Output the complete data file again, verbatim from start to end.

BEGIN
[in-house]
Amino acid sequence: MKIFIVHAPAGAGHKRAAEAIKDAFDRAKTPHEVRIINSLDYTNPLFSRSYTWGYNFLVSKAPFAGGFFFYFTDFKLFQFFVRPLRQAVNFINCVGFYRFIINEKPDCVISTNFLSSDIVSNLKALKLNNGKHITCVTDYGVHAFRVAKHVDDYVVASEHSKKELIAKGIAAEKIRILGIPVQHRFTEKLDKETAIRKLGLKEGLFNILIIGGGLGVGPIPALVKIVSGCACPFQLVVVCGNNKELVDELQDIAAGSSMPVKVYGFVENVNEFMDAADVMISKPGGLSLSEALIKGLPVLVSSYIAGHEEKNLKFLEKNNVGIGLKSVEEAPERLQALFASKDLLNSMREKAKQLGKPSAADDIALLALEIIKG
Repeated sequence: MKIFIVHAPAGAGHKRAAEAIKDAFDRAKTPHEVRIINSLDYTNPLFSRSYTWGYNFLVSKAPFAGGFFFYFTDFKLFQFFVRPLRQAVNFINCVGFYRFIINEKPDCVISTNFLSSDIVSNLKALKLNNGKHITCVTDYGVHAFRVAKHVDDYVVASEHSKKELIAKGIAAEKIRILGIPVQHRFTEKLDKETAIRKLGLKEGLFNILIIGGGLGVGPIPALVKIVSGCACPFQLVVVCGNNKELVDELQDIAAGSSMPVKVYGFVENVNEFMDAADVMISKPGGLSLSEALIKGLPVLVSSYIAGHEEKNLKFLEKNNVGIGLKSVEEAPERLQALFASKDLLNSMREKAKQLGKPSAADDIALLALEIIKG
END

[in-house]
Amino acid sequence: MKIFIVHAPAGAGHKRAAEAIKDAFDRAKTPHEVRIINSLDYTNPLFSRSYTWGYNFLVSKAPFAGGFFFYFTDFKLFQFFVRPLRQAVNFINCVGFYRFIINEKPDCVISTNFLSSDIVSNLKALKLNNGKHITCVTDYGVHAFRVAKHVDDYVVASEHSKKELIAKGIAAEKIRILGIPVQHRFTEKLDKETAIRKLGLKEGLFNILIIGGGLGVGPIPALVKIVSGCACPFQLVVVCGNNKELVDELQDIAAGSSMPVKVYGFVENVNEFMDAADVMISKPGGLSLSEALIKGLPVLVSSYIAGHEEKNLKFLEKNNVGIGLKSVEEAPERLQALFASKDLLNSMREKAKQLGKPSAADDIALLALEIIKG
Repeated sequence: MKIFIVHAPAGAGHKRAAEAIKDAFDRAKTPHEVRIINSLDYTNPLFSRSYTWGYNFLVSKAPFAGGFFFYFTDFKLFQFFVRPLRQAVNFINCVGFYRFIINEKPDCVISTNFLSSDIVSNLKALKLNNGKHITCVTDYGVHAFRVAKHVDDYVVASEHSKKELIAKGIAAEKIRILGIPVQHRFTEKLDKETAIRKLGLKEGLFNILIIGGGLGVGPIPALVKIVSGCACPFQLVVVCGNNKELVDELQDIAAGSSMPVKVYGFVENVNEFMDAADVMISKPGGLSLSEALIKGLPVLVSSYIAGHEEKNLKFLEKNNVGIGLKSVEEAPERLQALFASKDLLNSMREKAKQLGKPSAADDIALLALEIIKG